"In healthy humans, age, lean mass and respiratory quotient are the main independent determinants of resting thermogenesis. In contrast, insulin sensitivity and, to a lesser extent, abdominal obesity are the principal factors controlling glucose-induced thermogenesis."

Interesting that it's only glucose-induced thermogenesis that's affected; that means carb-induced. It does seem plausible that if the person continues to consume carbohydrates the secondary effect could be enough to make them continue to gain weight. I wonder if it's simply assumed the cycle is self-reinforcing because their (misinformed) dieticians tell them to reduce fat intake but keep eating carbs.

IMHO, diabetes is basically carbohydrate poisoning.

FWIW, I think we'll find out for sure which effect is stronger. Someone will probably develop and start testing a drug to suppress this protein. I don't think they'll be especially pleased with the results, though trading fat for blindness is probably a plus.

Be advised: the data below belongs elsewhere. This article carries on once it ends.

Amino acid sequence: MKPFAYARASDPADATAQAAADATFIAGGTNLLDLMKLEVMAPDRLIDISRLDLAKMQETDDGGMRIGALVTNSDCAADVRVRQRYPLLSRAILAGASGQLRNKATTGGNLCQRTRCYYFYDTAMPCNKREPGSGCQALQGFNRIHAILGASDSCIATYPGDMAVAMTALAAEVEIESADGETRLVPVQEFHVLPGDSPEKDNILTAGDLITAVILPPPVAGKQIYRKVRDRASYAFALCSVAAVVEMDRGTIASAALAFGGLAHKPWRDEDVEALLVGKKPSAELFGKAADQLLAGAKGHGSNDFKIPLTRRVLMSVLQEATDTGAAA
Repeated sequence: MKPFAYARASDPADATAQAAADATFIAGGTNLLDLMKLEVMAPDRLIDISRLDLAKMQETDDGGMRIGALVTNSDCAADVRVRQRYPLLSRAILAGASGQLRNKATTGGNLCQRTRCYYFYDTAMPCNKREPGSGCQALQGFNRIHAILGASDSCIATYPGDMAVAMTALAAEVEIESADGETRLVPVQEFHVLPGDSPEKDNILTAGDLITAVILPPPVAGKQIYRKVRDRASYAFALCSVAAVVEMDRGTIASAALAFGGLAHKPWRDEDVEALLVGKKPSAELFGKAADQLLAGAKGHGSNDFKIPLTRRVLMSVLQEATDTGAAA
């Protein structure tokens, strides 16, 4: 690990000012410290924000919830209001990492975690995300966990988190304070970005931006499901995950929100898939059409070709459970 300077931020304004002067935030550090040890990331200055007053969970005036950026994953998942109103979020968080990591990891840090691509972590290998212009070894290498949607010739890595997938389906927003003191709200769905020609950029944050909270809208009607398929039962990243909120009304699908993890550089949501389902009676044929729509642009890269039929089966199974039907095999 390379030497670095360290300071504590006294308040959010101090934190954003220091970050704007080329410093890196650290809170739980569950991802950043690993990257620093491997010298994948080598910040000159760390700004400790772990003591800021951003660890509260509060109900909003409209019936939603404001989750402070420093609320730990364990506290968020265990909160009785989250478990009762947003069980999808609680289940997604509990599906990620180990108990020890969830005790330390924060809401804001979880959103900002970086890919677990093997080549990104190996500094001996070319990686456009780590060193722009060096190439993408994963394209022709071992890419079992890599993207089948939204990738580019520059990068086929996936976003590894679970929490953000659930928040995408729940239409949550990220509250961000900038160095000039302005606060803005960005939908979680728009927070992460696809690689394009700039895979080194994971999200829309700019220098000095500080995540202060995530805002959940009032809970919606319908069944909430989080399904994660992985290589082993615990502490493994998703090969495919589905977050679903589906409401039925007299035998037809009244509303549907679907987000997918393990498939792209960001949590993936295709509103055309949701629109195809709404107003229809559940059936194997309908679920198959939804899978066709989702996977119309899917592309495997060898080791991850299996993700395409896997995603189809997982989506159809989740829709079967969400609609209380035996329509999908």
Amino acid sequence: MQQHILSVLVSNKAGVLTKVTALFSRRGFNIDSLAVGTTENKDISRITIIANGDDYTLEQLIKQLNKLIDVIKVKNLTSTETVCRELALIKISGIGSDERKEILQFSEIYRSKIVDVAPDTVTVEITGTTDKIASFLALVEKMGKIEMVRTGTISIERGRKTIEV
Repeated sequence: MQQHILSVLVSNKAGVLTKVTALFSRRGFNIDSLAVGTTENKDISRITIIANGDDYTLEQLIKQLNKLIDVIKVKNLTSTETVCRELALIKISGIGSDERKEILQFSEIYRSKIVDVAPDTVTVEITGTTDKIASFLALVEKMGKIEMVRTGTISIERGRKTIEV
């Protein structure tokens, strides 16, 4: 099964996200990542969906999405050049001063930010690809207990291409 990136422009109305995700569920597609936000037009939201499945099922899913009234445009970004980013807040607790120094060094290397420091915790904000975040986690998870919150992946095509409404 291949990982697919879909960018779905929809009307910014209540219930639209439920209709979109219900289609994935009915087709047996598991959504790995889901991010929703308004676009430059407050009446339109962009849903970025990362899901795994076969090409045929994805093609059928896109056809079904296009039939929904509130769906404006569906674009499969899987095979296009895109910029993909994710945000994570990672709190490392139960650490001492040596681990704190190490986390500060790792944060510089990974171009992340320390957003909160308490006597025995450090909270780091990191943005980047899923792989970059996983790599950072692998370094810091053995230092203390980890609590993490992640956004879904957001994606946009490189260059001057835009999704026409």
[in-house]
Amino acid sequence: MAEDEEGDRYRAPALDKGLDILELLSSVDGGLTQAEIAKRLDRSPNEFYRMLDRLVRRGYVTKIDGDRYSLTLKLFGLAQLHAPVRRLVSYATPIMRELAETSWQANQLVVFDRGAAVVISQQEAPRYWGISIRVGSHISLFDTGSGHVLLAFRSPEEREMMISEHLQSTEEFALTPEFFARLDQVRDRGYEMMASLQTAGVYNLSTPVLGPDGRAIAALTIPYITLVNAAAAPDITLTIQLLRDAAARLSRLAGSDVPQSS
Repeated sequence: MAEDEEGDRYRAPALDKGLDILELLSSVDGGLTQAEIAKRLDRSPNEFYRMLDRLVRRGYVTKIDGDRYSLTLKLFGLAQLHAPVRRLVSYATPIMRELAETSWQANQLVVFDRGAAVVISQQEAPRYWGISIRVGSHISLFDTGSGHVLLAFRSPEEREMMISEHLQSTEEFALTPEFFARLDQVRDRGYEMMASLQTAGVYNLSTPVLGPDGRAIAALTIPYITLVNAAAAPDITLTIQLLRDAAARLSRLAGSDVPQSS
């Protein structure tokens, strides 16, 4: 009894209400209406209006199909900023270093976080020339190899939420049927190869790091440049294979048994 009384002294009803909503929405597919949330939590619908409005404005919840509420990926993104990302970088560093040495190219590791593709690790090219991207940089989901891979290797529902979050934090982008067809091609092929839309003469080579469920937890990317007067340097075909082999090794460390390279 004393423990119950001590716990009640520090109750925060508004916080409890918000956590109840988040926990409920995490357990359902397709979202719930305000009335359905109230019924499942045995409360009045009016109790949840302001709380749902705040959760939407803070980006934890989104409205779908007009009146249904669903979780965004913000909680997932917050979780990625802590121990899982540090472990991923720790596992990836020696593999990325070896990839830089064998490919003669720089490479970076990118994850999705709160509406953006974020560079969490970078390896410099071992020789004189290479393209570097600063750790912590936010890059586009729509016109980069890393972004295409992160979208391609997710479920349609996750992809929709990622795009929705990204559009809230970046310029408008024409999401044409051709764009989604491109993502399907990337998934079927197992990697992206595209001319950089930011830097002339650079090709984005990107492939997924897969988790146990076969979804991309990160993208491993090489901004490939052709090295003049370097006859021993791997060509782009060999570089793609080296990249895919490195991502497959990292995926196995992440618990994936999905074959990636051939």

Must-read column by historian Victor Hanson on Iraq and the last decade and a half of conflict there:
"..we have compressed four separate wars of two decades into some vague continuum...In sum, after 15 years we are nearing a showdown with Iraq, since we finally chose to confront the real problem of a fascist autocracy — the result of Soviet-style Baathism imposed on a tribal society...We have finally learned our lesson: Victory or defeat and a change of circumstances — not breathing spells with dictators, U.N. resolutions, realpolitik truces, no-fly zones, or cruise missiles — finally end most wars....If we are victorious in War IV, Iraq will be analogous to a Germany, Japan, or Panama and pose no further problem. If we fail, it will be similar to Vietnam or Lebanon...If War IV is now the costliest for the U.S. and the most controversial of the series, it is because it is for all the marbles and offers a lasting and humane solution — and every enemy of the United States in the Middle East seems to grasp that far better than we do."
The best top-to-bottom summation of the Iraq situation I've seen anywhere, including the best criticisms of U.S. policy. As they say, read the whole thing.